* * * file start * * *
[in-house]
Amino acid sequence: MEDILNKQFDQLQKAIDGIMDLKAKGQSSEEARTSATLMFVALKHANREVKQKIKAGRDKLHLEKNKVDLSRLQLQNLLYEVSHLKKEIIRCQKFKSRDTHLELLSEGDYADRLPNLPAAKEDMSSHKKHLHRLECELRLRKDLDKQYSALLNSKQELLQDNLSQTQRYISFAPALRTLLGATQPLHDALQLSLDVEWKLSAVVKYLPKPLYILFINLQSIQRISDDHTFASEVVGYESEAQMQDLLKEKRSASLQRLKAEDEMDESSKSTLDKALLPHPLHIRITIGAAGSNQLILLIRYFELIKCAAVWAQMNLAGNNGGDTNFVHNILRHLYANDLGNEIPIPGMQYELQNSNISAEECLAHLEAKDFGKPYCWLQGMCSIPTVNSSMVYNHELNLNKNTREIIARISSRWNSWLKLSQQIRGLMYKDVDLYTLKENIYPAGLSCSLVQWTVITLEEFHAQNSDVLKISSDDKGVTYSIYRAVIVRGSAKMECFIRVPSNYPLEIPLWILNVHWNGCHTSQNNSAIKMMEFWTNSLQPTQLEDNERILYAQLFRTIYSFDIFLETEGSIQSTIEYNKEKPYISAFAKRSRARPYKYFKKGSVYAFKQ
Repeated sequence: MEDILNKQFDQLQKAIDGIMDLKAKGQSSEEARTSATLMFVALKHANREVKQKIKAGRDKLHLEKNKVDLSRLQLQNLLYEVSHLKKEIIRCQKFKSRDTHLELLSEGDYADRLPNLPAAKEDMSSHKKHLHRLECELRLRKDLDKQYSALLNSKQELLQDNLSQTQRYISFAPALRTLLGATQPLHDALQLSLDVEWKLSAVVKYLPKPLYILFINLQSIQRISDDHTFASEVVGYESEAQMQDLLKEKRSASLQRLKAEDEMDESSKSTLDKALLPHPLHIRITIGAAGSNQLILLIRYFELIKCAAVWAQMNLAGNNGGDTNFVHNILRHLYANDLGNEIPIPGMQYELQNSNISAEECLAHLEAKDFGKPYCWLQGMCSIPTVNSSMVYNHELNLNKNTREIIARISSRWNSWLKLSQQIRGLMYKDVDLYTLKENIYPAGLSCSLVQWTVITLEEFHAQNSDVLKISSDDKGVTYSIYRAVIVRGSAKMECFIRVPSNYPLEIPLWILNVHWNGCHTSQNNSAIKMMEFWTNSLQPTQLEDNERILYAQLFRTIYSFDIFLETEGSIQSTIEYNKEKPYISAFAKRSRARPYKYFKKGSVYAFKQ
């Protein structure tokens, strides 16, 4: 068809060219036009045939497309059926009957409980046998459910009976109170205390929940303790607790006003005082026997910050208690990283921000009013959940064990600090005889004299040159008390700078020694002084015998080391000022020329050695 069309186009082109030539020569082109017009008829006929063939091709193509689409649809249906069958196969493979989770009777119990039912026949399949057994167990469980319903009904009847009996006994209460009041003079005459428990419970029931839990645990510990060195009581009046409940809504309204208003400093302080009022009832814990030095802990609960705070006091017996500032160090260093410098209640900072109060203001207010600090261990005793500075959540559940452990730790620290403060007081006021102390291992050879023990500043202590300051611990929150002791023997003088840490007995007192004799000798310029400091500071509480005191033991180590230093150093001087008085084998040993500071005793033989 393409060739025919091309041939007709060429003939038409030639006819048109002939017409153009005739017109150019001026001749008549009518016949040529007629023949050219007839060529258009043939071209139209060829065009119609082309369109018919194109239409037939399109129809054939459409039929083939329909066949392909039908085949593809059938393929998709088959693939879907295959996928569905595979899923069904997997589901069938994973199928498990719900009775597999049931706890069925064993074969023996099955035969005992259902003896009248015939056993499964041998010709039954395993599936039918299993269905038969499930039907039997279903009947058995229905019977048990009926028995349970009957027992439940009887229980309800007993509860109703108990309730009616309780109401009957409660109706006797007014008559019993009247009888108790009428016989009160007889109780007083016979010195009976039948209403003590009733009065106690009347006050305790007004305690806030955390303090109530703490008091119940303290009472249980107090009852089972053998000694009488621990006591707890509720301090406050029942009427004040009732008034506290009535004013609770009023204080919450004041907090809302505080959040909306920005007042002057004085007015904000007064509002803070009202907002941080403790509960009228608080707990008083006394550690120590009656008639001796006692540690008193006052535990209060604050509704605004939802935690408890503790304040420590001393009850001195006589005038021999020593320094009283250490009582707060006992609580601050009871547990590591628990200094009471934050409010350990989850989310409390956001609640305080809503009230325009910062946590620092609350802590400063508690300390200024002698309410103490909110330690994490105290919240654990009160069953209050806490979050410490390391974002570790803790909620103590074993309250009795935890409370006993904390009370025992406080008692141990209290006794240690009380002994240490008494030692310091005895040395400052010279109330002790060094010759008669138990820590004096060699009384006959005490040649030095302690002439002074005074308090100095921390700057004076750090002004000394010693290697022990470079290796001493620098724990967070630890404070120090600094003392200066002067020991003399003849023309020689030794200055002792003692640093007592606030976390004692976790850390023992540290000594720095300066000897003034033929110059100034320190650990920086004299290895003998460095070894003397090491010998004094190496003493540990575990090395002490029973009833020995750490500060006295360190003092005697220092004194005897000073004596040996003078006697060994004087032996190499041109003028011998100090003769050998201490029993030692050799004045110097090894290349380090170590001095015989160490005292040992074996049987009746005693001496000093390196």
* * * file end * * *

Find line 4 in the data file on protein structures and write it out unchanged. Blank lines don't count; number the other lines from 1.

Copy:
């Protein structure tokens, strides 16, 4: 068809060219036009045939497309059926009957409980046998459910009976109170205390929940303790607790006003005082026997910050208690990283921000009013959940064990600090005889004299040159008390700078020694002084015998080391000022020329050695 069309186009082109030539020569082109017009008829006929063939091709193509689409649809249906069958196969493979989770009777119990039912026949399949057994167990469980319903009904009847009996006994209460009041003079005459428990419970029931839990645990510990060195009581009046409940809504309204208003400093302080009022009832814990030095802990609960705070006091017996500032160090260093410098209640900072109060203001207010600090261990005793500075959540559940452990730790620290403060007081006021102390291992050879023990500043202590300051611990929150002791023997003088840490007995007192004799000798310029400091500071509480005191033991180590230093150093001087008085084998040993500071005793033989 393409060739025919091309041939007709060429003939038409030639006819048109002939017409153009005739017109150019001026001749008549009518016949040529007629023949050219007839060529258009043939071209139209060829065009119609082309369109018919194109239409037939399109129809054939459409039929083939329909066949392909039908085949593809059938393929998709088959693939879907295959996928569905595979899923069904997997589901069938994973199928498990719900009775597999049931706890069925064993074969023996099955035969005992259902003896009248015939056993499964041998010709039954395993599936039918299993269905038969499930039907039997279903009947058995229905019977048990009926028995349970009957027992439940009887229980309800007993509860109703108990309730009616309780109401009957409660109706006797007014008559019993009247009888108790009428016989009160007889109780007083016979010195009976039948209403003590009733009065106690009347006050305790007004305690806030955390303090109530703490008091119940303290009472249980107090009852089972053998000694009488621990006591707890509720301090406050029942009427004040009732008034506290009535004013609770009023204080919450004041907090809302505080959040909306920005007042002057004085007015904000007064509002803070009202907002941080403790509960009228608080707990008083006394550690120590009656008639001796006692540690008193006052535990209060604050509704605004939802935690408890503790304040420590001393009850001195006589005038021999020593320094009283250490009582707060006992609580601050009871547990590591628990200094009471934050409010350990989850989310409390956001609640305080809503009230325009910062946590620092609350802590400063508690300390200024002698309410103490909110330690994490105290919240654990009160069953209050806490979050410490390391974002570790803790909620103590074993309250009795935890409370006993904390009370025992406080008692141990209290006794240690009380002994240490008494030692310091005895040395400052010279109330002790060094010759008669138990820590004096060699009384006959005490040649030095302690002439002074005074308090100095921390700057004076750090002004000394010693290697022990470079290796001493620098724990967070630890404070120090600094003392200066002067020991003399003849023309020689030794200055002792003692640093007592606030976390004692976790850390023992540290000594720095300066000897003034033929110059100034320190650990920086004299290895003998460095070894003397090491010998004094190496003493540990575990090395002490029973009833020995750490500060006295360190003092005697220092004194005897000073004596040996003078006697060994004087032996190499041109003028011998100090003769050998201490029993030692050799004045110097090894290349380090170590001095015989160490005292040992074996049987009746005693001496000093390196």